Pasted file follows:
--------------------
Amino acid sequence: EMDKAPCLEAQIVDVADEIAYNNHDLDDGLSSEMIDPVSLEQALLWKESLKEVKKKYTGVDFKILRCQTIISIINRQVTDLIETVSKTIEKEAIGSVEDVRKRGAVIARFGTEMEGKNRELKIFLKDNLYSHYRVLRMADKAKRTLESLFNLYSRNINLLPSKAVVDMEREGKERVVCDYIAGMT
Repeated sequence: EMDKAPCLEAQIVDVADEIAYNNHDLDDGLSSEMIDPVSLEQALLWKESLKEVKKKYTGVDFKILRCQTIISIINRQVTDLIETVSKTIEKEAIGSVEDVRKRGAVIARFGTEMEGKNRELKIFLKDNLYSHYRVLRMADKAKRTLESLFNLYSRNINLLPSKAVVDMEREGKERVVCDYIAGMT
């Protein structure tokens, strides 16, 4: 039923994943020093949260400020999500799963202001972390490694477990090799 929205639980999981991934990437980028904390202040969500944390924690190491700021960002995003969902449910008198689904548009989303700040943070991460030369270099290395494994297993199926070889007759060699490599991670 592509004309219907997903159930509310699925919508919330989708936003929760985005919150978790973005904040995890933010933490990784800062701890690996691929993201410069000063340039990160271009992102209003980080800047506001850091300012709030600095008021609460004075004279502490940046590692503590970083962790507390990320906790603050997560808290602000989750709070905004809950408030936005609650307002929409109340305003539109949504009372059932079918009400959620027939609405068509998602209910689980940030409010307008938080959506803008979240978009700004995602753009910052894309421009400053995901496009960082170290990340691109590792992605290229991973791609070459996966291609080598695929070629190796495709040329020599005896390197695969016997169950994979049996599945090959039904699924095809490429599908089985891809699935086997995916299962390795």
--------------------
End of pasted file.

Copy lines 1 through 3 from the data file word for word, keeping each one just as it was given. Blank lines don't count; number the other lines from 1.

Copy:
Amino acid sequence: EMDKAPCLEAQIVDVADEIAYNNHDLDDGLSSEMIDPVSLEQALLWKESLKEVKKKYTGVDFKILRCQTIISIINRQVTDLIETVSKTIEKEAIGSVEDVRKRGAVIARFGTEMEGKNRELKIFLKDNLYSHYRVLRMADKAKRTLESLFNLYSRNINLLPSKAVVDMEREGKERVVCDYIAGMT
Repeated sequence: EMDKAPCLEAQIVDVADEIAYNNHDLDDGLSSEMIDPVSLEQALLWKESLKEVKKKYTGVDFKILRCQTIISIINRQVTDLIETVSKTIEKEAIGSVEDVRKRGAVIARFGTEMEGKNRELKIFLKDNLYSHYRVLRMADKAKRTLESLFNLYSRNINLLPSKAVVDMEREGKERVVCDYIAGMT
């Protein structure tokens, strides 16, 4: 039923994943020093949260400020999500799963202001972390490694477990090799 929205639980999981991934990437980028904390202040969500944390924690190491700021960002995003969902449910008198689904548009989303700040943070991460030369270099290395494994297993199926070889007759060699490599991670 592509004309219907997903159930509310699925919508919330989708936003929760985005919150978790973005904040995890933010933490990784800062701890690996691929993201410069000063340039990160271009992102209003980080800047506001850091300012709030600095008021609460004075004279502490940046590692503590970083962790507390990320906790603050997560808290602000989750709070905004809950408030936005609650307002929409109340305003539109949504009372059932079918009400959620027939609405068509998602209910689980940030409010307008938080959506803008979240978009700004995602753009910052894309421009400053995901496009960082170290990340691109590792992605290229991973791609070459996966291609080598695929070629190796495709040329020599005896390197695969016997169950994979049996599945090959039904699924095809490429599908089985891809699935086997995916299962390795």